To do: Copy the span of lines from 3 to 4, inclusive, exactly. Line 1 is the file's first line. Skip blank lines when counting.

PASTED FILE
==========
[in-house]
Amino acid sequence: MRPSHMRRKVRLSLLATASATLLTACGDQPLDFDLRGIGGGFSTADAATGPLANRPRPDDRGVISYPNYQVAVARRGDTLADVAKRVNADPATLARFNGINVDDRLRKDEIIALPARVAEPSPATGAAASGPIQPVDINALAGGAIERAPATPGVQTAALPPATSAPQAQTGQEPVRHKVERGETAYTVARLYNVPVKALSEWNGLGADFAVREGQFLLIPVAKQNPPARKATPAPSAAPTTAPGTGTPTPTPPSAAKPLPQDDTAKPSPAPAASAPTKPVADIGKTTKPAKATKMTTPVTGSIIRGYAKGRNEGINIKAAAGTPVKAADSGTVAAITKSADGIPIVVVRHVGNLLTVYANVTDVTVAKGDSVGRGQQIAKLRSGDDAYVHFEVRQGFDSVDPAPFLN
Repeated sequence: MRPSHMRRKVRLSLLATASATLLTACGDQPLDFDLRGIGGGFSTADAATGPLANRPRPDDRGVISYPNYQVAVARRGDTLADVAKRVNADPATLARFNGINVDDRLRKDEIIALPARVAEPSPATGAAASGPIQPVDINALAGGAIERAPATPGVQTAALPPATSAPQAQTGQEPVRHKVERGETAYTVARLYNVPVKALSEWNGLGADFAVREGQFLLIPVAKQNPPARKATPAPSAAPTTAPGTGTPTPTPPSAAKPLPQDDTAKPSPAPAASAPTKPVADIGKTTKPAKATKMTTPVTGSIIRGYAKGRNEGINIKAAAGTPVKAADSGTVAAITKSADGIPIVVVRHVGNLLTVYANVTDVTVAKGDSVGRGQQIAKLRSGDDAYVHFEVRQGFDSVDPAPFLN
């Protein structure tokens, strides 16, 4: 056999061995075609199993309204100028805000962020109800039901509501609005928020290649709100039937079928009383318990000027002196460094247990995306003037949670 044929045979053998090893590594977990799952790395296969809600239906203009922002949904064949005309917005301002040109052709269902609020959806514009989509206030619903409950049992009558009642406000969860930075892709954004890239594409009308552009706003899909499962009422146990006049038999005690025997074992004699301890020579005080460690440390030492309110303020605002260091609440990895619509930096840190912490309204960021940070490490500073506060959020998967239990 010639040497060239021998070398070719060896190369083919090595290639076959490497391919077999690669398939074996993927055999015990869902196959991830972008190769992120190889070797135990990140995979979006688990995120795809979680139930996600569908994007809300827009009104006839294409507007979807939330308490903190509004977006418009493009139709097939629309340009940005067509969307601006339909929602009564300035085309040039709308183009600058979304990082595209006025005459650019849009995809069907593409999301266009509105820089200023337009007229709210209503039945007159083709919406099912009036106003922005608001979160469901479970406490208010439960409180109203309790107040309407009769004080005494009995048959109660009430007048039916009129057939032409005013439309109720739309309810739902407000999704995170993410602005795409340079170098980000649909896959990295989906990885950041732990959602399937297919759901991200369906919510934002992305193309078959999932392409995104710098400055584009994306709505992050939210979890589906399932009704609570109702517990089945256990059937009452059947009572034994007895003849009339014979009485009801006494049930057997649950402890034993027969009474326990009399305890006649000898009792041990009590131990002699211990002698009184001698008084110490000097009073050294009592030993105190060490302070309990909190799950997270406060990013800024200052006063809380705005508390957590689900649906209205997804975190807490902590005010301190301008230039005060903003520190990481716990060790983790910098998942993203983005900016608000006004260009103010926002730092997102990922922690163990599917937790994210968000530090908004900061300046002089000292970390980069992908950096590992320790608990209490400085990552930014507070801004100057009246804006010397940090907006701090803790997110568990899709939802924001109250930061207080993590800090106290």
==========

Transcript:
Repeated sequence: MRPSHMRRKVRLSLLATASATLLTACGDQPLDFDLRGIGGGFSTADAATGPLANRPRPDDRGVISYPNYQVAVARRGDTLADVAKRVNADPATLARFNGINVDDRLRKDEIIALPARVAEPSPATGAAASGPIQPVDINALAGGAIERAPATPGVQTAALPPATSAPQAQTGQEPVRHKVERGETAYTVARLYNVPVKALSEWNGLGADFAVREGQFLLIPVAKQNPPARKATPAPSAAPTTAPGTGTPTPTPPSAAKPLPQDDTAKPSPAPAASAPTKPVADIGKTTKPAKATKMTTPVTGSIIRGYAKGRNEGINIKAAAGTPVKAADSGTVAAITKSADGIPIVVVRHVGNLLTVYANVTDVTVAKGDSVGRGQQIAKLRSGDDAYVHFEVRQGFDSVDPAPFLN
């Protein structure tokens, strides 16, 4: 056999061995075609199993309204100028805000962020109800039901509501609005928020290649709100039937079928009383318990000027002196460094247990995306003037949670 044929045979053998090893590594977990799952790395296969809600239906203009922002949904064949005309917005301002040109052709269902609020959806514009989509206030619903409950049992009558009642406000969860930075892709954004890239594409009308552009706003899909499962009422146990006049038999005690025997074992004699301890020579005080460690440390030492309110303020605002260091609440990895619509930096840190912490309204960021940070490490500073506060959020998967239990 010639040497060239021998070398070719060896190369083919090595290639076959490497391919077999690669398939074996993927055999015990869902196959991830972008190769992120190889070797135990990140995979979006688990995120795809979680139930996600569908994007809300827009009104006839294409507007979807939330308490903190509004977006418009493009139709097939629309340009940005067509969307601006339909929602009564300035085309040039709308183009600058979304990082595209006025005459650019849009995809069907593409999301266009509105820089200023337009007229709210209503039945007159083709919406099912009036106003922005608001979160469901479970406490208010439960409180109203309790107040309407009769004080005494009995048959109660009430007048039916009129057939032409005013439309109720739309309810739902407000999704995170993410602005795409340079170098980000649909896959990295989906990885950041732990959602399937297919759901991200369906919510934002992305193309078959999932392409995104710098400055584009994306709505992050939210979890589906399932009704609570109702517990089945256990059937009452059947009572034994007895003849009339014979009485009801006494049930057997649950402890034993027969009474326990009399305890006649000898009792041990009590131990002699211990002698009184001698008084110490000097009073050294009592030993105190060490302070309990909190799950997270406060990013800024200052006063809380705005508390957590689900649906209205997804975190807490902590005010301190301008230039005060903003520190990481716990060790983790910098998942993203983005900016608000006004260009103010926002730092997102990922922690163990599917937790994210968000530090908004900061300046002089000292970390980069992908950096590992320790608990209490400085990552930014507070801004100057009246804006010397940090907006701090803790997110568990899709939802924001109250930061207080993590800090106290």